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    I wouldn’t be particularly interested in anything on this domain, or about a specific branching strategy, but:

    One common problem with branching is that folks decide on an approach without discussing it. By the time a Pull Request is opened, time has been invested in a solution that may be sub-optimal.

    Yeah, this really hit home with me. Every team I’ve been on has taken PRs totally for granted. But it’s true that this often arises. Every engineer I’ve worked with has at least some of the time leaned on the creation of a PR as a shortcut to replace asking how we should implement something, or to suggest an approach - sometimes a really big one - and then we’ve all felt the pressure to honor their sunk cost by merging. Could PR approval itself be something to do away with?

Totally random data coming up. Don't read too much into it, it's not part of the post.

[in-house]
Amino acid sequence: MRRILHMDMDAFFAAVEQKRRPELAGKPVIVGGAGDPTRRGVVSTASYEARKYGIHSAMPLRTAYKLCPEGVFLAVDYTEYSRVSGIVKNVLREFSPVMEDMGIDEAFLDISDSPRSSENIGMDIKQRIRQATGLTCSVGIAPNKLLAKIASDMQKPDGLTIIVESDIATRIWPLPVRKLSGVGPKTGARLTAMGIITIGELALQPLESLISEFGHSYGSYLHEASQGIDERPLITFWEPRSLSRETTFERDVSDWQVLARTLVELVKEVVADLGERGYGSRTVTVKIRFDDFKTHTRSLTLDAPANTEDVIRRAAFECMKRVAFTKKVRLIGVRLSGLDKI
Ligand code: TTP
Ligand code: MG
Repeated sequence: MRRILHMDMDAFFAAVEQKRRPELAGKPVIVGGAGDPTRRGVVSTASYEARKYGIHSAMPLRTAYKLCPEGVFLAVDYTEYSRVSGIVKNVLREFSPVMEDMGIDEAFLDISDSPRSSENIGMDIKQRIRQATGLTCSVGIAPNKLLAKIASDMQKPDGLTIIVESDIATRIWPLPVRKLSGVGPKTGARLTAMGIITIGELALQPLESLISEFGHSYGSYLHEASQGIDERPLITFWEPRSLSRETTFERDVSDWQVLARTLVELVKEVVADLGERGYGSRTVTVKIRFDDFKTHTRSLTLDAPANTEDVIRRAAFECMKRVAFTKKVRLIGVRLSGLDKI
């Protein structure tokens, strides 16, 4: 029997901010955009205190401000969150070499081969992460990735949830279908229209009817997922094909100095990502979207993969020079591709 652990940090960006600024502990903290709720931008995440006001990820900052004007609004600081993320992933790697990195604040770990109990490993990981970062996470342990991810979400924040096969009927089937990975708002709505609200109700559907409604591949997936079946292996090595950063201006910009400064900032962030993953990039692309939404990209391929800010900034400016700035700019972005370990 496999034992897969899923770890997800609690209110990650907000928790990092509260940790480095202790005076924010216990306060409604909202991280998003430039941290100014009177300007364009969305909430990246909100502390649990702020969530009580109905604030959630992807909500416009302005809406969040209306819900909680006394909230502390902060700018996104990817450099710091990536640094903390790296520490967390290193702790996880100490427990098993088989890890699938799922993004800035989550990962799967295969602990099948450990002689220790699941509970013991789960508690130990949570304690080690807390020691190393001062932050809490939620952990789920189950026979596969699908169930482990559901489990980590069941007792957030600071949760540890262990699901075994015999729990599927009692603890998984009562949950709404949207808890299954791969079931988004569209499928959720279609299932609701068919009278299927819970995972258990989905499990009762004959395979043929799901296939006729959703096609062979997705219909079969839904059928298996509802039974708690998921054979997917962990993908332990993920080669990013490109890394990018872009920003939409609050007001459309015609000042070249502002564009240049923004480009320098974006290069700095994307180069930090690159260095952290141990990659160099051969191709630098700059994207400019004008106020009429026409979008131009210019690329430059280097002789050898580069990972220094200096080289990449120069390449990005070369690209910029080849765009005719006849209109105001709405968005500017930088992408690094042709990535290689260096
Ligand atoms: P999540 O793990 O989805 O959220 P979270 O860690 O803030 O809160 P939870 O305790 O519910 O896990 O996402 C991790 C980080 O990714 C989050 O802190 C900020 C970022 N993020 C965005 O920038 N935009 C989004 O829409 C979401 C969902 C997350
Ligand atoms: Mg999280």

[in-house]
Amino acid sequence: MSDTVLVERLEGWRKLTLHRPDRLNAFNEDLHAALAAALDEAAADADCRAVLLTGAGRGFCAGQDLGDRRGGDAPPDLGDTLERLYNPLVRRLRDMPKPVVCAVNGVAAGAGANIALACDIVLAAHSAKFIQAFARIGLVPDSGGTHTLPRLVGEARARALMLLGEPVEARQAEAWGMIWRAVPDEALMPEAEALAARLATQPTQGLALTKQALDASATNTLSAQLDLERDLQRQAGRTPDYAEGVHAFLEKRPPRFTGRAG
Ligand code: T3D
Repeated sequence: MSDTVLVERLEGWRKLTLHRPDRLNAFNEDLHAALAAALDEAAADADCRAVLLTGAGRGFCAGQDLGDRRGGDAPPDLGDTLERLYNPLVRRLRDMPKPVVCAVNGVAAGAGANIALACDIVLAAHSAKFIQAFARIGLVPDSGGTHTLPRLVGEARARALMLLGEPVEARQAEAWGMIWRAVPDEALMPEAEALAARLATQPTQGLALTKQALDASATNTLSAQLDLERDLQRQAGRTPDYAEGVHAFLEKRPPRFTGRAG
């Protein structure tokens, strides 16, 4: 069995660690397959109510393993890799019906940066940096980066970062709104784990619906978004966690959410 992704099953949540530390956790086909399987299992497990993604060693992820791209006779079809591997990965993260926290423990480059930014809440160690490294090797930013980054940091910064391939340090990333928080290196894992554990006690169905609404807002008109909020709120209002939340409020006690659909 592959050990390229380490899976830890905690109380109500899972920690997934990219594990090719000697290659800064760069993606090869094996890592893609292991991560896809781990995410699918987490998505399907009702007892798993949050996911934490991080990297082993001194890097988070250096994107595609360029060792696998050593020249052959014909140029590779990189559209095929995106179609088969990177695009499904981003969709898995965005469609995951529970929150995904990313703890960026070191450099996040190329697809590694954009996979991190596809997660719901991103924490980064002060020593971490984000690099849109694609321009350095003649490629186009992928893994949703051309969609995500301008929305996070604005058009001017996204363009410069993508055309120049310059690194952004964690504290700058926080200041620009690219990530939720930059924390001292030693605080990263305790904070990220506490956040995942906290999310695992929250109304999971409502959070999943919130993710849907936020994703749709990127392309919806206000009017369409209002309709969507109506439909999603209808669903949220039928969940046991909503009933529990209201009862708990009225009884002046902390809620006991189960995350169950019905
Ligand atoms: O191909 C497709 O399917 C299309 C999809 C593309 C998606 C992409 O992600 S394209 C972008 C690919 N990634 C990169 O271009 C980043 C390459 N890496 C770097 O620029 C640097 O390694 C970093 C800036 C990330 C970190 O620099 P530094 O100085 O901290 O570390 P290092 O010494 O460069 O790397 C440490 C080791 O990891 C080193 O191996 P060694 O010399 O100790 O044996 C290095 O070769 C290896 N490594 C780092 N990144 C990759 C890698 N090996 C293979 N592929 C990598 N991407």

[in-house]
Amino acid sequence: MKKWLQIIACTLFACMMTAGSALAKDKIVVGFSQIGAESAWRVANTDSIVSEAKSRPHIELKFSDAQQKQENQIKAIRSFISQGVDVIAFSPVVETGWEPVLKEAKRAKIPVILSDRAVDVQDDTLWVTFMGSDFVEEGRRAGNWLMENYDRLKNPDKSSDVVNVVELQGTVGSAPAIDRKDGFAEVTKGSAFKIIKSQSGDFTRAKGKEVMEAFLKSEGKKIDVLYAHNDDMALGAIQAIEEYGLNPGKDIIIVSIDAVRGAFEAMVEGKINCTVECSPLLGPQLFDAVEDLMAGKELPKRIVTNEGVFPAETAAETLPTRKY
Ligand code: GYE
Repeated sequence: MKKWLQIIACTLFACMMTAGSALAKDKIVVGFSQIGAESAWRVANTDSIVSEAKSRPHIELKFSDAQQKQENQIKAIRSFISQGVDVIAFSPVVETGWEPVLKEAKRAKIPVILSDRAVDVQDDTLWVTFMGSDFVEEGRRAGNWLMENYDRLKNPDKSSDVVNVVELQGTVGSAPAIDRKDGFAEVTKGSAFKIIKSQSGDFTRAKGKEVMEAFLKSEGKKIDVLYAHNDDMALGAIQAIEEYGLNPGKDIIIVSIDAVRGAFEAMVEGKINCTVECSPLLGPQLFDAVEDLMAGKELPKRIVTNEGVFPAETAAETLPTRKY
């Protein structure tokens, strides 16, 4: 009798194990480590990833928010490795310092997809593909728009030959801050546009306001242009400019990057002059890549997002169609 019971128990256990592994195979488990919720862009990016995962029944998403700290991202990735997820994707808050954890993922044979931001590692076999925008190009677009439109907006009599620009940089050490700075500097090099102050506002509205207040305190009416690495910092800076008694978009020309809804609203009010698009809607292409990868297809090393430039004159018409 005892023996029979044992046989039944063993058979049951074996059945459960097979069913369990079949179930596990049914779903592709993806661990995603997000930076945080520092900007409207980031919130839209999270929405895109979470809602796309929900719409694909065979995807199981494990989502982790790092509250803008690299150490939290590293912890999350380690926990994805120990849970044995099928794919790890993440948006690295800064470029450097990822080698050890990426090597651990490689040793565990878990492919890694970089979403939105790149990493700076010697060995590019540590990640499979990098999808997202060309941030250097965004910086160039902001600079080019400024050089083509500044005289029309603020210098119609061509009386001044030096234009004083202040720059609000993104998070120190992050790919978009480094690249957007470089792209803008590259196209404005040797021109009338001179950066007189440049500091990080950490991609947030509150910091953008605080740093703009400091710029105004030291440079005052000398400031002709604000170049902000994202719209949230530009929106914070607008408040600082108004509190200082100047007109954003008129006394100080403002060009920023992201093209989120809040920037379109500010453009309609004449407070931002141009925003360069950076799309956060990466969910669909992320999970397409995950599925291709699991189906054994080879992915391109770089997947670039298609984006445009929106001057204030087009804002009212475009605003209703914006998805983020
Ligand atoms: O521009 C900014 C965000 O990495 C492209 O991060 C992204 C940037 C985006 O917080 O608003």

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      I think it depends on how large PRs normally are. I’ve seen shops where it’s not uncommon to have PRs be dozens of commits and a hundred files. That’s too large. That’s way too large. But a single commit and a handful of files? That’s an acceptable amount of work for somebody to commit to without oversight. That could be as little as 30 minutes or as much as a day, and either way I’m okay with there not needing to be a discussion prior to putting the work together.

      This isn’t a problem of PRs. It’s a problem of team culture.